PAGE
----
Client, Year

Baltimore Symphony Orchestra, 2021

Services

Wayfinding
ADA Signage
Donor Recognition

Awards / Press 

365: AIGA Year in Design Award, 2022

Photography

Vivian Marie Doering

Joseph Meyerhoff Symphony Hall

Complementing a complex space

Home to the internationally renowned Baltimore Symphony Orchestra (BSO), the Joseph Meyerhoff Symphony Hall is singular—and eccentric. Designed as an acoustic palace, its curved spaces, accompanied by years of mix-matched wayfinding, made for a challenging space to navigate. Ashton developed, designed, and implemented a new wayfinding plan that seamlessly integrates with the space and honors the building’s importance to its community.

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The Hall was built in 1982 around 50-plus precast concrete, sound-diffusing “clouds,” giving it a look reminiscent of a sci-fi Galactic Senate. Its interior also avoids the use of flat lines, ninety-degree angles, and, where possible, walls. To maintain this ethereal feel, we created signs that merge with various curvilinear surfaces to make them feel organic and original.  

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Upon entering, guests are greeted by an understated donor wall. The simple black-and-white signage system mimics the scale and bond of the lobby’s cylindrical brick walls.

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“Simple + classic, lots of visual breath, reinforces the open gestures and rhythms of the space. It’s got an easy elegance, really elevates such a clear and functional system. Beautiful.”

365: AIGA Year in Design competition Juror

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Multiple named spaces and lounges utilize deep channel letters, whose white-on-white application blends into the architecture. Smaller pops of tomato red tie what’s above into the red carpet below.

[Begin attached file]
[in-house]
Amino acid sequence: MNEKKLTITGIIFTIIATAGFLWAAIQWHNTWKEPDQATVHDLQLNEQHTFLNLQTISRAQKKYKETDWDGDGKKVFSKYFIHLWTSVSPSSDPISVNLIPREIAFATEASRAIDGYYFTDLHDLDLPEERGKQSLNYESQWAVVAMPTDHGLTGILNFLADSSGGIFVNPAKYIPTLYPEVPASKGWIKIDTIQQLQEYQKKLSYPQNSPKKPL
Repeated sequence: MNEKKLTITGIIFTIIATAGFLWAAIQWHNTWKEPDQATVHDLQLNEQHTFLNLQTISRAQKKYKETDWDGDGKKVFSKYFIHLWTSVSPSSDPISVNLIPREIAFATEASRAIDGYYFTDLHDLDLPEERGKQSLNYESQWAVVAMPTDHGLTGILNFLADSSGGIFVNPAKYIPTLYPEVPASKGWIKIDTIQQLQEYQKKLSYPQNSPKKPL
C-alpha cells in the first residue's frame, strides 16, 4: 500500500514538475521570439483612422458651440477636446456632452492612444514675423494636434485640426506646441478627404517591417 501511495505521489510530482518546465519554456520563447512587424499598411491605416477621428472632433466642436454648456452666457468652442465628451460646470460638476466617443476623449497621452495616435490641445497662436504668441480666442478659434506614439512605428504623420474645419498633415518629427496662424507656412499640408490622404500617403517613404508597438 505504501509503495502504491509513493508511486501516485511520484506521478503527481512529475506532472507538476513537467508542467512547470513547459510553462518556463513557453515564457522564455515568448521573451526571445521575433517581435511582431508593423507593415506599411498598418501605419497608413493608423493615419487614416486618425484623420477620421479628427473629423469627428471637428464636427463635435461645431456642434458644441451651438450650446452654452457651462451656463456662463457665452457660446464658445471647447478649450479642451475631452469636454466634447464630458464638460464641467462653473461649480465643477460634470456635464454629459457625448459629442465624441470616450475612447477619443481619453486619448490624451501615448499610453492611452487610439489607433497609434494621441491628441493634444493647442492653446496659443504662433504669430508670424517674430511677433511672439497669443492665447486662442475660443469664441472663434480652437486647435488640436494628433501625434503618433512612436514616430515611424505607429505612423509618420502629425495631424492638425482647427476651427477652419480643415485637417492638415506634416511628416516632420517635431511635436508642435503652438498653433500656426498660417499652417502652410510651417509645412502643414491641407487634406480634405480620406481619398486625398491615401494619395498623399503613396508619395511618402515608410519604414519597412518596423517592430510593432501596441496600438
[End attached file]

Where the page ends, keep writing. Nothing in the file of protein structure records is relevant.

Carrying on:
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The Hall is a mirrored building with two identical wings on either side. Unfortunately, its nested hallways and stairwells proved disorienting for first-time visitors and even seasoned concert-goers. It was critical that we create clear, robust wayfinding to help guests reach their seats.

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Full architectural integration was our top priority. Primary signs were rendered floor to ceiling, while secondary signs and supporting directionals matched the dimensions of the hall’s bricks.

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Before, the symphony had to rely on an army of docents to direct patrons around the Hall for every performance or event (even locating the bathroom was difficult!). Now, the building guides, rather than confounds its guests, helping all attendees to better enjoy the show.

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PO Box 50337, Balt., MD 21211

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